This week’s forum really opened up some older moral values; growing up, I remember this case and I remember feeling very sorry for the family and Terri, but, even at a young age, had a feeling that the husband may not be on the same sympathetic/moral wave as everyone else, although, we most likely understand that his values are what he thought was best (even if some thought he was ready to “pull the plug” in order to inherit his wife’s assets). At a young age, we do not really grasp the difference in life and death (whether natural or by choice, or someone else’s choice), and certainly cannot fathom the feelings that this family had gone through with their daughter, Terri.
We discovered this week what is meant in terms of moral development. We learned that Kohlberg was a fan of Piaget’s principle of moral development (Piaget, 1932) and that he was adamant to emerging it even further. We learned a bit about the three different levels of moral development, which include, Preconventional Morality, Conventional Morality, and Post Conventional Morality (Crain, 2016). Each of these levels had a different basis of individual judgment and reasoning, such as level encompassed the basis that those that are younger (children), do not understand the concept of morality, and that it is usually the parents who shape these values during early childhood development.
It is understood in level one, the individual’s (child) authority is external and the perceptive stance would be based on one’s physical penalties of their actions (Crain, 2016; Psychology Notes HQ, 2016). In level two, individuals, which are now at the teenage and adult portion of one’s life, moral standards become a bit more adopted; as with above, the authoritative state is now instilled inside someone, although does not become as noticeable (Crain, 2016; Psychology Notes HQ, 2016). The last level, three, is where it all comes to a top mixture, where one’s judgment is now built on their own principles, and reasoning is now built on justice and ones rights (Crain, 2016; Psychology Notes HQ, 2016). With those different levels, there are two stages in each that build upon the different internal morals that are learned throughout one’s development.
As we know from the timeline of the Schiavo case, we are confronted with the court case of a married woman who became stuck in a brain-dead vegetative state, which left her living via medical devices for several years. In the wake of this, while her life was sustained for many years, it came to surface the levels of morality between the family (parents) and her husband, Michael. The question was brought up on whether to keep her living in the state that she is, or to let her go and pass on either naturally (until her body shut down from lack of nutrients, water, etc) or through euthanasia. So, we are asked, where do the parents and Michael (the husband) fall in regard to the stages of moral development?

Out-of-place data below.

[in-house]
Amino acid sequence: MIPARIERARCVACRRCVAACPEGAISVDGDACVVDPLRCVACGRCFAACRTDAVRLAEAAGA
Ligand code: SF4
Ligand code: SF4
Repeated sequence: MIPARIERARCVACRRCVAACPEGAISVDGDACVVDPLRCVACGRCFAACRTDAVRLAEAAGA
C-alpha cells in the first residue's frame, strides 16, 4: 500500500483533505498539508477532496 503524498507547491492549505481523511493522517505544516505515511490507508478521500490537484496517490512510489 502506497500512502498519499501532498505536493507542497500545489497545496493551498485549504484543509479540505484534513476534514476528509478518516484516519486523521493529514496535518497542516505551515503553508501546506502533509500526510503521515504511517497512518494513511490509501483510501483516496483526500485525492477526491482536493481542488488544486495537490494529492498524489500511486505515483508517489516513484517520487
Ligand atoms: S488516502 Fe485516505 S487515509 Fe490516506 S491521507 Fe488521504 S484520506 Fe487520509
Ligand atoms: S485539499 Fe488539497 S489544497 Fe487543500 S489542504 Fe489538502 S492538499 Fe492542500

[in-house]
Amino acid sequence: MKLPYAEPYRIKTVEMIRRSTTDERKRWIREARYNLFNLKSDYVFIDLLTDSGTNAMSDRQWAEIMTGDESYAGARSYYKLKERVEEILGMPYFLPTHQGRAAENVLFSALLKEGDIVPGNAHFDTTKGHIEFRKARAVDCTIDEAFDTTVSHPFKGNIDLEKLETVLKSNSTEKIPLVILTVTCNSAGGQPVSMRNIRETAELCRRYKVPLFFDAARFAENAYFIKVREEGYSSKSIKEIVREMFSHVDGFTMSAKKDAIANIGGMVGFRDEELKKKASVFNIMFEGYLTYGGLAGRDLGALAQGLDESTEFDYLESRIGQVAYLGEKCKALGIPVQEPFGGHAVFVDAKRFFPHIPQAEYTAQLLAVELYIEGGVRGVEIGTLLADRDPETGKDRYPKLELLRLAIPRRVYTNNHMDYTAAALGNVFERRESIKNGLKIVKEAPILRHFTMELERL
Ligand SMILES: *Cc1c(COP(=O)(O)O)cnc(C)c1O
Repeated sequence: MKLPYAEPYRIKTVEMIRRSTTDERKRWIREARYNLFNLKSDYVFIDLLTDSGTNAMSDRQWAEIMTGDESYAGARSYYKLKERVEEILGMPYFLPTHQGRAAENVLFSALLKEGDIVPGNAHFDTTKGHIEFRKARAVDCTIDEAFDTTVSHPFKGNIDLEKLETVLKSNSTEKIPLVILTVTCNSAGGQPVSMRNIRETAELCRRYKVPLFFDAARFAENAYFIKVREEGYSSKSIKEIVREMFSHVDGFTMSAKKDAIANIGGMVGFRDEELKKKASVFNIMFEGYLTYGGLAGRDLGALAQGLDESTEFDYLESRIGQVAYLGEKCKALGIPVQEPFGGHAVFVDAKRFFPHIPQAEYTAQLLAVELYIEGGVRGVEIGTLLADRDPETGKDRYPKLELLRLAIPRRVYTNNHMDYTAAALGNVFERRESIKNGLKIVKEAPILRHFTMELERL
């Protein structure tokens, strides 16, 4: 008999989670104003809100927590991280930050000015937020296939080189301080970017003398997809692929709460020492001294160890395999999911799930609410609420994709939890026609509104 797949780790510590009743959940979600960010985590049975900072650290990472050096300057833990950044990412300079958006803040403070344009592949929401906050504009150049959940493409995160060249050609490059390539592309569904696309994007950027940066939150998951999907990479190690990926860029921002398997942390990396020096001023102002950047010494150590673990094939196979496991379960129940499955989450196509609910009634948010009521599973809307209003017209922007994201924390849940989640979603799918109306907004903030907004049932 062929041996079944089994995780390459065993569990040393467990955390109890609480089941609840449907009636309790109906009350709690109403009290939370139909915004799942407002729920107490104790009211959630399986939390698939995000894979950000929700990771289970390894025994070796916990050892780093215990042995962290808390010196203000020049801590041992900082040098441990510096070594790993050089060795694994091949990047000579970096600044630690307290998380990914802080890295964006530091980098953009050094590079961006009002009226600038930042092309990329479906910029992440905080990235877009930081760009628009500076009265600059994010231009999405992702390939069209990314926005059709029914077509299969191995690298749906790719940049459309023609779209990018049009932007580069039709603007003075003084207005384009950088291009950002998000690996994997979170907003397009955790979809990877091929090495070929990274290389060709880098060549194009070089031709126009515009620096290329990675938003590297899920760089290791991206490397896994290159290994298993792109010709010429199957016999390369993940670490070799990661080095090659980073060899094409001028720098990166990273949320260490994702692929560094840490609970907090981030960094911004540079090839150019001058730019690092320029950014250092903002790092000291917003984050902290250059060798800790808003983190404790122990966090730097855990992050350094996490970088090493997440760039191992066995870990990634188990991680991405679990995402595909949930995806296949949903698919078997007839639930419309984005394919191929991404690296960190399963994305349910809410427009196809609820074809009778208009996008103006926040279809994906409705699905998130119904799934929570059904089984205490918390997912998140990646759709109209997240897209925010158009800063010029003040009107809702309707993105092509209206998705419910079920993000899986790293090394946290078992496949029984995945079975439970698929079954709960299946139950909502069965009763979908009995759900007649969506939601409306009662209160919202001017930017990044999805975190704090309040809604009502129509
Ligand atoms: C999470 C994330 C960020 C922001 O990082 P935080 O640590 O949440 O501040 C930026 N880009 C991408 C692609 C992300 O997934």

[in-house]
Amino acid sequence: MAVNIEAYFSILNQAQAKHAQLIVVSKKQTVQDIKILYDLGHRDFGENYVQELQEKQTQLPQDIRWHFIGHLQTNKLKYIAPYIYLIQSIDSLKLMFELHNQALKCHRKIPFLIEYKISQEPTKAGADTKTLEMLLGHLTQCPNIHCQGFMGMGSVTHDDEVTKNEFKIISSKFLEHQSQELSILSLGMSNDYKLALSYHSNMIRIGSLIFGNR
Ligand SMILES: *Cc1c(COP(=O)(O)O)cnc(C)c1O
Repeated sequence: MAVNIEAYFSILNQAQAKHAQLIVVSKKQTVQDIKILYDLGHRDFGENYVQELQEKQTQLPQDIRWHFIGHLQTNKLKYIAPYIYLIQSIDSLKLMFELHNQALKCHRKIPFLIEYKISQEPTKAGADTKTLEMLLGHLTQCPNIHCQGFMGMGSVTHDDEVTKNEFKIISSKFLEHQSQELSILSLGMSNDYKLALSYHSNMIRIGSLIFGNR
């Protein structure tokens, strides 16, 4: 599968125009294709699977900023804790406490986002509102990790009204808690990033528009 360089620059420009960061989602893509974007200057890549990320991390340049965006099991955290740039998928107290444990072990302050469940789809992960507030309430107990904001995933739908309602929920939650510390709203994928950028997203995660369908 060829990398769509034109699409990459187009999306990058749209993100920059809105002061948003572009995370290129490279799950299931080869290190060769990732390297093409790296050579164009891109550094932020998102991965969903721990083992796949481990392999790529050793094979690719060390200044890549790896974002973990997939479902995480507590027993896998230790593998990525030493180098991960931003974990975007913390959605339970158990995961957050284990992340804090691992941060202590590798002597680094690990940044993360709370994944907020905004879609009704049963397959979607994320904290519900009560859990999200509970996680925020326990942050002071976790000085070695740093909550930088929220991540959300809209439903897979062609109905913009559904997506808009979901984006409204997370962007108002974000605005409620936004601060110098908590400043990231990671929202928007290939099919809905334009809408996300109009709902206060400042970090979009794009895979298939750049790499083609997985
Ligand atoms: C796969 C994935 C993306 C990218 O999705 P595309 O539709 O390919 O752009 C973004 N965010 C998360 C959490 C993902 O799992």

For the husband, one could justify that Michael basically would fit in stage 5, which is the awareness of the dependence of rules and democracy. Michael, as her husband, was not able to carry out [legally], his moral dilemma to carry out the act of euthanasia in the act to “let Terri die.” He believed that because of her state and discomfort of living, she would have wanted to die and no longer suffer. On the other hand, Terri’s parents were the opposite of feeling, as they believed that Terri would want to live, no matter what her state of living would be. Now, in my opinion, I think the parents fall in stage three, but also stage 4.
These stages are where one will follow one’s values because it’s what others expect, as well as, adhering to the legality of situations (such as euthanasia). On the other hand, somewhat in regard to Michael; we are set to believe that someone cognizant forms their own moral values, as well as acting upon them, whether they are lawful or not, and then which at this point they start to fall into the 6th stage of level three. People at this stage/level are ready to act upon what they feel is to be morally right, whether or not legal or acceptable within one’s society, etc. From this, and what we know about the stages/levels of moral development, we can see that Kohlberg emerged Piaget’s principles and outlined them more based upon one’s morals and ethicality.
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